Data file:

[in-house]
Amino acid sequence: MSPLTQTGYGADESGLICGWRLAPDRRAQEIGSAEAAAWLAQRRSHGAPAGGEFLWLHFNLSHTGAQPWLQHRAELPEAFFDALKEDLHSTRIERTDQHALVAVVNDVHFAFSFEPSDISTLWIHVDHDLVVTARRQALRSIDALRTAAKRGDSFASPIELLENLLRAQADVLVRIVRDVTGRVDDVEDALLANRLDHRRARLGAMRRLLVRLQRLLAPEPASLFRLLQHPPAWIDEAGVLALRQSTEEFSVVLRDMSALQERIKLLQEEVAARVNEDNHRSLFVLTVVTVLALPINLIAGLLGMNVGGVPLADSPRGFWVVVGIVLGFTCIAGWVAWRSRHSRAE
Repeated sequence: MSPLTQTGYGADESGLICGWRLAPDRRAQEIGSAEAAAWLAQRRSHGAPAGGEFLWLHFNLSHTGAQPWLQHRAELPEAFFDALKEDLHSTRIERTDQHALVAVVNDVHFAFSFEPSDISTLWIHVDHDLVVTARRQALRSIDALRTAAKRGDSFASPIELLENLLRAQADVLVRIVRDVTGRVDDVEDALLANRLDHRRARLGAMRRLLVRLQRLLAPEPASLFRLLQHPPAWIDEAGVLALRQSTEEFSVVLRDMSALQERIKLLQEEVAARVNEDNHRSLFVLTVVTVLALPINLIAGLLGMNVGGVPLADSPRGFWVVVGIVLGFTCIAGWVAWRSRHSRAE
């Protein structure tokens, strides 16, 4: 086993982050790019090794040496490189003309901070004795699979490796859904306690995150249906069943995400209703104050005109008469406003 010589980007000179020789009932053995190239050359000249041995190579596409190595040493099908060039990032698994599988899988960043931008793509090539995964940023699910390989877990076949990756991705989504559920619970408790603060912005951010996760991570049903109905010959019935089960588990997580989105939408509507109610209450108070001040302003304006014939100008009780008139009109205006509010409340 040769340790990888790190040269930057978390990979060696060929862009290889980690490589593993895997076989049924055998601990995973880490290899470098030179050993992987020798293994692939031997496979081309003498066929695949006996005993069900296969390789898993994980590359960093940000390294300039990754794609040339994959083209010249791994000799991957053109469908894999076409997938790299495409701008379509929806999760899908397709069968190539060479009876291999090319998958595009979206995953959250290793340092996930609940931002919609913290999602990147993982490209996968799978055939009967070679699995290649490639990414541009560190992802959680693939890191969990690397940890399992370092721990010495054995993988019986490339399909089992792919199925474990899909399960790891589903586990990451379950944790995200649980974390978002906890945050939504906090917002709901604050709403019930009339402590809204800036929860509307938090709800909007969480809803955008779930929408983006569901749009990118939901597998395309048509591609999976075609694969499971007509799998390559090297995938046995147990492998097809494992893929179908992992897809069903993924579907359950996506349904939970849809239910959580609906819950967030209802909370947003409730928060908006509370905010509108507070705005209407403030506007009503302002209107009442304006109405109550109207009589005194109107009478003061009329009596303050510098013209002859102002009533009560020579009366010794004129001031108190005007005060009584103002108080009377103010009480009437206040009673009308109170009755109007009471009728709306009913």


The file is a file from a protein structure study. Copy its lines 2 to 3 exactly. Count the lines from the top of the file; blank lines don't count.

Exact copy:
Amino acid sequence: MSPLTQTGYGADESGLICGWRLAPDRRAQEIGSAEAAAWLAQRRSHGAPAGGEFLWLHFNLSHTGAQPWLQHRAELPEAFFDALKEDLHSTRIERTDQHALVAVVNDVHFAFSFEPSDISTLWIHVDHDLVVTARRQALRSIDALRTAAKRGDSFASPIELLENLLRAQADVLVRIVRDVTGRVDDVEDALLANRLDHRRARLGAMRRLLVRLQRLLAPEPASLFRLLQHPPAWIDEAGVLALRQSTEEFSVVLRDMSALQERIKLLQEEVAARVNEDNHRSLFVLTVVTVLALPINLIAGLLGMNVGGVPLADSPRGFWVVVGIVLGFTCIAGWVAWRSRHSRAE
Repeated sequence: MSPLTQTGYGADESGLICGWRLAPDRRAQEIGSAEAAAWLAQRRSHGAPAGGEFLWLHFNLSHTGAQPWLQHRAELPEAFFDALKEDLHSTRIERTDQHALVAVVNDVHFAFSFEPSDISTLWIHVDHDLVVTARRQALRSIDALRTAAKRGDSFASPIELLENLLRAQADVLVRIVRDVTGRVDDVEDALLANRLDHRRARLGAMRRLLVRLQRLLAPEPASLFRLLQHPPAWIDEAGVLALRQSTEEFSVVLRDMSALQERIKLLQEEVAARVNEDNHRSLFVLTVVTVLALPINLIAGLLGMNVGGVPLADSPRGFWVVVGIVLGFTCIAGWVAWRSRHSRAE